As you can see, this email template successfully uses two contrasting colors to get the Choose Now button into focus.

The strategy works because the colors complement each other and there is an elegant blend in place. The color variation grabs a reader’s attention while also offering clear and well-focused information about the campaign.

Simplicity Trumps Complication

Simplicity is one of the most important UX principles because it creates easy to understand designs. Starting with your site’s interface and ending with email templates and automation campaigns, everything should follow the rule of simplicity.

But, when it comes to emails, simplicity can be a huge challenge because space is limited, and you have so much information to pass on. However, it was proven again and again that a simple email template provides better results because the message is easier to understand and remember.

For instance, a new subscriber would receive a long email where you talk about a new campaign, give them a great offer and the promised ebook. This is confusing and downright intimidating.

The solution: Use automation to send three emails instead:

  • One welcome email to new subscribers and attach the ebook
  • A different email for the new campaign you’re running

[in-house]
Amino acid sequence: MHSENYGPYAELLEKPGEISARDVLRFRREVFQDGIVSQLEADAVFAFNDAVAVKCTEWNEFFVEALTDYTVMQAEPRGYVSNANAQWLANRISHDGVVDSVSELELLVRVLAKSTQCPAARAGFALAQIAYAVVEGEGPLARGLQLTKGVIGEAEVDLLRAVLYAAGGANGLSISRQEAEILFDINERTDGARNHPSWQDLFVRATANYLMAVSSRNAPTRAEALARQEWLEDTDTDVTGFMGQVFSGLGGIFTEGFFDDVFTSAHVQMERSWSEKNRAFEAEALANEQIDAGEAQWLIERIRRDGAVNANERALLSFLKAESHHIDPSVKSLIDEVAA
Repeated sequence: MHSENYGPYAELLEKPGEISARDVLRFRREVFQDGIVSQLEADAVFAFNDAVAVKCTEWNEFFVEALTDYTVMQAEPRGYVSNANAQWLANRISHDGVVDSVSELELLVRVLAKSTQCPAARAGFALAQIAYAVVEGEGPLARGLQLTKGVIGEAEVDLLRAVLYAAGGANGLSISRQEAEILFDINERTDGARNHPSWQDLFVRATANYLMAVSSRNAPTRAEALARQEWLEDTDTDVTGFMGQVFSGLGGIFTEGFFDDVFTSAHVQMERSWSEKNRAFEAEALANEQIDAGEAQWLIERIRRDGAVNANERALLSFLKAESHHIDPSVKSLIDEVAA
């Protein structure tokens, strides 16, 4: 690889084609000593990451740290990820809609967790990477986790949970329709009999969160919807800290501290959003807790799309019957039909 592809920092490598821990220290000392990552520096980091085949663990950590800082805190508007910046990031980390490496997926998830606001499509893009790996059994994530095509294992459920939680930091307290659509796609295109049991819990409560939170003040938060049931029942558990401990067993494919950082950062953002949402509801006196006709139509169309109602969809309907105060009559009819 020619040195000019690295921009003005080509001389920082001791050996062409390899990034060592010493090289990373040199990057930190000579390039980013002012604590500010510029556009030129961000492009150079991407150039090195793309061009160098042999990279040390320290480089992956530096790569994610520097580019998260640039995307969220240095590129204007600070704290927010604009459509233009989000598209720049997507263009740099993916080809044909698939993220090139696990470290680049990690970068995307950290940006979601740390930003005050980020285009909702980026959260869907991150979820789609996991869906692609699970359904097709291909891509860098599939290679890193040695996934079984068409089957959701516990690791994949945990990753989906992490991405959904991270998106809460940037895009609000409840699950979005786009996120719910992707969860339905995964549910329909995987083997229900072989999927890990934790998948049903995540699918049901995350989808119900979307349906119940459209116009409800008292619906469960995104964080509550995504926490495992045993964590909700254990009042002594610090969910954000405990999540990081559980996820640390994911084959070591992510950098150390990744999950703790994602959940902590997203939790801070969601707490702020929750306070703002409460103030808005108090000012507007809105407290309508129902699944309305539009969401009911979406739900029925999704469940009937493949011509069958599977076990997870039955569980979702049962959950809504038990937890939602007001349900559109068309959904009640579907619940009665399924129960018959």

• A third one to send that amazing offer.

Still, you need to make sure the emails are well-scheduled, so a new user won’t feel overwhelmed with information.

Use Text & Image to Your Advantage

When it comes to emails, there is no universal truth about the use of text and visuals. Marketers use both, and both types seem to behave differently depending on the type of campaigns. So, it’s important to know how to communicate your pitches through a combination of text and visual.

The idea is to make sure the message is clear using text and images or their creative combinations. But how do you know your message is clear? If you are sure your email template looks nice, the design is good, and everything is made according to the best recommendations – you are very wrong here. There is nothing worse than being sure it is going to work because you think so.

So what can you do here? Right, test, test, and test.